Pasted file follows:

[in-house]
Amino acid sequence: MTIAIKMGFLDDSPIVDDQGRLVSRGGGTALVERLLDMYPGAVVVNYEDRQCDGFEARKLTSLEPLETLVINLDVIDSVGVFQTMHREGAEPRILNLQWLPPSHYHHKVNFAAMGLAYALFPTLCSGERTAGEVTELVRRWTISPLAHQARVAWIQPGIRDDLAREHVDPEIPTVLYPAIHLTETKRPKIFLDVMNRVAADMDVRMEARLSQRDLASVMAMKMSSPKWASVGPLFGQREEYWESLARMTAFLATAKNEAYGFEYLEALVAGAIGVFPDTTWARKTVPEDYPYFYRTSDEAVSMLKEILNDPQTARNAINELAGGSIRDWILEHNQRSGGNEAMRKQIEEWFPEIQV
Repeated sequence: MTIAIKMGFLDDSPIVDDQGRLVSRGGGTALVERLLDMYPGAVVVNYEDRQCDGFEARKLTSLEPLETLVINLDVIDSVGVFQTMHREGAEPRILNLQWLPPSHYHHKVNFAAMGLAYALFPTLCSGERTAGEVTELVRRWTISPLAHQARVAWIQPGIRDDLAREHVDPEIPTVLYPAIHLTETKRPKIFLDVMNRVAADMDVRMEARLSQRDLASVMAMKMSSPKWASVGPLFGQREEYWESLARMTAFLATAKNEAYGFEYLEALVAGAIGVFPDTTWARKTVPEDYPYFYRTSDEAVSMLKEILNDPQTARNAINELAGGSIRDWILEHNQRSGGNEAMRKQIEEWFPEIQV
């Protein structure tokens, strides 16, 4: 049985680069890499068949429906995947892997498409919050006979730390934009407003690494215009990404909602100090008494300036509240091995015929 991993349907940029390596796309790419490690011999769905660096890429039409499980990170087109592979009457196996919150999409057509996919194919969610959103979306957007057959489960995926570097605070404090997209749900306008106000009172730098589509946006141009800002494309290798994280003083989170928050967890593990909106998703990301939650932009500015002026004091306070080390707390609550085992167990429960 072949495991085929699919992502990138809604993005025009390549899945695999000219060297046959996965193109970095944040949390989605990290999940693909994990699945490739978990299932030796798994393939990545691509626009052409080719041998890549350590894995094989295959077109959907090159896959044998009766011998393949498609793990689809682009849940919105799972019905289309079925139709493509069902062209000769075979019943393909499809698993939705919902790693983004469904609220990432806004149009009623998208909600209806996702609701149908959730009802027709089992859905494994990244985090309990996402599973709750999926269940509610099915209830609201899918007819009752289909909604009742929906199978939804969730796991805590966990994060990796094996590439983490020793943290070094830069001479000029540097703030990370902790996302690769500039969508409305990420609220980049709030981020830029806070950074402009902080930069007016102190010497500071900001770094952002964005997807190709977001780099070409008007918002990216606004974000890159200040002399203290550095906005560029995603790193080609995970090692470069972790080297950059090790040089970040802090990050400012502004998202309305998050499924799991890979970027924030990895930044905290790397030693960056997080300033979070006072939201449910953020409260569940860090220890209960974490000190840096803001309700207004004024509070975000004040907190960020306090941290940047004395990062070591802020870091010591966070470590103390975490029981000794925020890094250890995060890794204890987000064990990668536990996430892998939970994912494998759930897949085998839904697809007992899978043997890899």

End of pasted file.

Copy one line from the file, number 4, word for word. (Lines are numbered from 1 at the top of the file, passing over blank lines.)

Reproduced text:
């Protein structure tokens, strides 16, 4: 049985680069890499068949429906995947892997498409919050006979730390934009407003690494215009990404909602100090008494300036509240091995015929 991993349907940029390596796309790419490690011999769905660096890429039409499980990170087109592979009457196996919150999409057509996919194919969610959103979306957007057959489960995926570097605070404090997209749900306008106000009172730098589509946006141009800002494309290798994280003083989170928050967890593990909106998703990301939650932009500015002026004091306070080390707390609550085992167990429960 072949495991085929699919992502990138809604993005025009390549899945695999000219060297046959996965193109970095944040949390989605990290999940693909994990699945490739978990299932030796798994393939990545691509626009052409080719041998890549350590894995094989295959077109959907090159896959044998009766011998393949498609793990689809682009849940919105799972019905289309079925139709493509069902062209000769075979019943393909499809698993939705919902790693983004469904609220990432806004149009009623998208909600209806996702609701149908959730009802027709089992859905494994990244985090309990996402599973709750999926269940509610099915209830609201899918007819009752289909909604009742929906199978939804969730796991805590966990994060990796094996590439983490020793943290070094830069001479000029540097703030990370902790996302690769500039969508409305990420609220980049709030981020830029806070950074402009902080930069007016102190010497500071900001770094952002964005997807190709977001780099070409008007918002990216606004974000890159200040002399203290550095906005560029995603790193080609995970090692470069972790080297950059090790040089970040802090990050400012502004998202309305998050499924799991890979970027924030990895930044905290790397030693960056997080300033979070006072939201449910953020409260569940860090220890209960974490000190840096803001309700207004004024509070975000004040907190960020306090941290940047004395990062070591802020870091010591966070470590103390975490029981000794925020890094250890995060890794204890987000064990990668536990996430892998939970994912494998759930897949085998839904697809007992899978043997890899």